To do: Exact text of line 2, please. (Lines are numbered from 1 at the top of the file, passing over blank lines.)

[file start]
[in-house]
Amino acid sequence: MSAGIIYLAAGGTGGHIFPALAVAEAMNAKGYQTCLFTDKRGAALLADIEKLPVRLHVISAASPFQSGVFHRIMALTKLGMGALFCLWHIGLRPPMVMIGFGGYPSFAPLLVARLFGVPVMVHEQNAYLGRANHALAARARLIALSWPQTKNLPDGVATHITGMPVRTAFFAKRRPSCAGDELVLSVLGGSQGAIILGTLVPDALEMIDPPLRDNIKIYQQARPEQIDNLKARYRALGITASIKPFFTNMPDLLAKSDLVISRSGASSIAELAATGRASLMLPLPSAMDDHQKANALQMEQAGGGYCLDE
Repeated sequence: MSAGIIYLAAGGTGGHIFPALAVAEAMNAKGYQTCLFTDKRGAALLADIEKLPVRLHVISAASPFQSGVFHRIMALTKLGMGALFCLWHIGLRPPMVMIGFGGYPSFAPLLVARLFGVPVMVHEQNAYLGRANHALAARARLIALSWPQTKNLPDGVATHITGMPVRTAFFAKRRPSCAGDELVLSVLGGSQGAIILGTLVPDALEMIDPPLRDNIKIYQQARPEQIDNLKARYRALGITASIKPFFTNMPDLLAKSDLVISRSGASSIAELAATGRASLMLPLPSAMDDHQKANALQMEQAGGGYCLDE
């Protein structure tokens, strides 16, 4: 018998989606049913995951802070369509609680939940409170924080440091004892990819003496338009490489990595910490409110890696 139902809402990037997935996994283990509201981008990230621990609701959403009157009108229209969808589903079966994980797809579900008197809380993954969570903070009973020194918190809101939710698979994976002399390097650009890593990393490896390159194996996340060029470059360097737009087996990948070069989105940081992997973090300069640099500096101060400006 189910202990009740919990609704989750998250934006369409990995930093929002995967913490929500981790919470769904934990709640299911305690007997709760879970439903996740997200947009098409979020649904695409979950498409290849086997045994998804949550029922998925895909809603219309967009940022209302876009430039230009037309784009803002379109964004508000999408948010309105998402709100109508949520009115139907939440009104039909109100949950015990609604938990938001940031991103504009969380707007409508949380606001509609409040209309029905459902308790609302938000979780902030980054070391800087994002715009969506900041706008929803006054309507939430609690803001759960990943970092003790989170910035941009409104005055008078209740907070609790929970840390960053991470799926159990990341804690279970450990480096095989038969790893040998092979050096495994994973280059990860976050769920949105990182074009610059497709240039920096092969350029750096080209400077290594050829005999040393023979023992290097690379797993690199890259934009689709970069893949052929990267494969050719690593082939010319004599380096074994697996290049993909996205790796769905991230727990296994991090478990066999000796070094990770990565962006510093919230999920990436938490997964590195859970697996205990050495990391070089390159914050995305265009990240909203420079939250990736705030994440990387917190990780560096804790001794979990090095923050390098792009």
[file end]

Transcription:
Amino acid sequence: MSAGIIYLAAGGTGGHIFPALAVAEAMNAKGYQTCLFTDKRGAALLADIEKLPVRLHVISAASPFQSGVFHRIMALTKLGMGALFCLWHIGLRPPMVMIGFGGYPSFAPLLVARLFGVPVMVHEQNAYLGRANHALAARARLIALSWPQTKNLPDGVATHITGMPVRTAFFAKRRPSCAGDELVLSVLGGSQGAIILGTLVPDALEMIDPPLRDNIKIYQQARPEQIDNLKARYRALGITASIKPFFTNMPDLLAKSDLVISRSGASSIAELAATGRASLMLPLPSAMDDHQKANALQMEQAGGGYCLDE